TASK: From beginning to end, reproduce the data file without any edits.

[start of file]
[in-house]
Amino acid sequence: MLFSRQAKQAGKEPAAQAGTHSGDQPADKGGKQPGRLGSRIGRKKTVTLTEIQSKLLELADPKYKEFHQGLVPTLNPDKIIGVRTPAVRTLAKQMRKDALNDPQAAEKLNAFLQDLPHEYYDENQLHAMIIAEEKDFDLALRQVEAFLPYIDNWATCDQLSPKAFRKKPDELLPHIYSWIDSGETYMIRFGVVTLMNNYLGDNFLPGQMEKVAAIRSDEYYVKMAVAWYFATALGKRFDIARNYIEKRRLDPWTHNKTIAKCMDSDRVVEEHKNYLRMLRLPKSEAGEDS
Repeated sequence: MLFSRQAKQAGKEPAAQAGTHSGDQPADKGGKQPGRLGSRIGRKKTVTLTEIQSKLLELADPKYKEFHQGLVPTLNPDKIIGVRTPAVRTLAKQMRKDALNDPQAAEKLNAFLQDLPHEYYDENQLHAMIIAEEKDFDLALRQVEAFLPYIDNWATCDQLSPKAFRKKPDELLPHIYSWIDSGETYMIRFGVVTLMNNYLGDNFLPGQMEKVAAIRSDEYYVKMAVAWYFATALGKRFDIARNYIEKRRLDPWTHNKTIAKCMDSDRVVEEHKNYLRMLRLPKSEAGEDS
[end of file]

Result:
[in-house]
Amino acid sequence: MLFSRQAKQAGKEPAAQAGTHSGDQPADKGGKQPGRLGSRIGRKKTVTLTEIQSKLLELADPKYKEFHQGLVPTLNPDKIIGVRTPAVRTLAKQMRKDALNDPQAAEKLNAFLQDLPHEYYDENQLHAMIIAEEKDFDLALRQVEAFLPYIDNWATCDQLSPKAFRKKPDELLPHIYSWIDSGETYMIRFGVVTLMNNYLGDNFLPGQMEKVAAIRSDEYYVKMAVAWYFATALGKRFDIARNYIEKRRLDPWTHNKTIAKCMDSDRVVEEHKNYLRMLRLPKSEAGEDS
Repeated sequence: MLFSRQAKQAGKEPAAQAGTHSGDQPADKGGKQPGRLGSRIGRKKTVTLTEIQSKLLELADPKYKEFHQGLVPTLNPDKIIGVRTPAVRTLAKQMRKDALNDPQAAEKLNAFLQDLPHEYYDENQLHAMIIAEEKDFDLALRQVEAFLPYIDNWATCDQLSPKAFRKKPDELLPHIYSWIDSGETYMIRFGVVTLMNNYLGDNFLPGQMEKVAAIRSDEYYVKMAVAWYFATALGKRFDIARNYIEKRRLDPWTHNKTIAKCMDSDRVVEEHKNYLRMLRLPKSEAGEDS